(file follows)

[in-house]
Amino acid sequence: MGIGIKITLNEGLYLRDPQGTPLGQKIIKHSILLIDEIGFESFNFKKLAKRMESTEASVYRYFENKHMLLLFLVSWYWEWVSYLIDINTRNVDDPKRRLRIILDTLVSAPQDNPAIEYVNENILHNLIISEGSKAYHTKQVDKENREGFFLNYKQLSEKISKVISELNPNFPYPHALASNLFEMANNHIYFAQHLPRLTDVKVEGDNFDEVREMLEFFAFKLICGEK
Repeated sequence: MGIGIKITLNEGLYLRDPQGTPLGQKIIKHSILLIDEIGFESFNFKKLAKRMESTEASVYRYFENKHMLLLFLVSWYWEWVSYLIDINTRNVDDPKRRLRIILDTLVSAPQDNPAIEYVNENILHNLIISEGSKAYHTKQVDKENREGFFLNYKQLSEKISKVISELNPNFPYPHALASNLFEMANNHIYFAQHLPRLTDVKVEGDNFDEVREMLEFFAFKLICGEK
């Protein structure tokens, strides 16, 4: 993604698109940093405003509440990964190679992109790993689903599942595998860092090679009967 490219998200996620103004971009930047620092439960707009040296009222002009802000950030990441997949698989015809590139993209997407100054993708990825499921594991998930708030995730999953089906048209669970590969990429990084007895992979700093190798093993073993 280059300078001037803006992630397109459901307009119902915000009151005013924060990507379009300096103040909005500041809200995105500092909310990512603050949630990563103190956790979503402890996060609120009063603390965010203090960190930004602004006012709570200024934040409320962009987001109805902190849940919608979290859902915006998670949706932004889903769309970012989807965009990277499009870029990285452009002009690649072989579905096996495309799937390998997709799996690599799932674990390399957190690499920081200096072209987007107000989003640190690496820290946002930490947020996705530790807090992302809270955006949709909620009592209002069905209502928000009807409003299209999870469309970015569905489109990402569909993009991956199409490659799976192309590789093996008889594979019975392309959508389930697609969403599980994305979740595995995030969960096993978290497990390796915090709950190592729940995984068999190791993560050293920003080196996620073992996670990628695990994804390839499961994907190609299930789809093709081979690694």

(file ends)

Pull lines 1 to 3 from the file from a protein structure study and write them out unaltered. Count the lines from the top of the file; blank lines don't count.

[in-house]
Amino acid sequence: MGIGIKITLNEGLYLRDPQGTPLGQKIIKHSILLIDEIGFESFNFKKLAKRMESTEASVYRYFENKHMLLLFLVSWYWEWVSYLIDINTRNVDDPKRRLRIILDTLVSAPQDNPAIEYVNENILHNLIISEGSKAYHTKQVDKENREGFFLNYKQLSEKISKVISELNPNFPYPHALASNLFEMANNHIYFAQHLPRLTDVKVEGDNFDEVREMLEFFAFKLICGEK
Repeated sequence: MGIGIKITLNEGLYLRDPQGTPLGQKIIKHSILLIDEIGFESFNFKKLAKRMESTEASVYRYFENKHMLLLFLVSWYWEWVSYLIDINTRNVDDPKRRLRIILDTLVSAPQDNPAIEYVNENILHNLIISEGSKAYHTKQVDKENREGFFLNYKQLSEKISKVISELNPNFPYPHALASNLFEMANNHIYFAQHLPRLTDVKVEGDNFDEVREMLEFFAFKLICGEK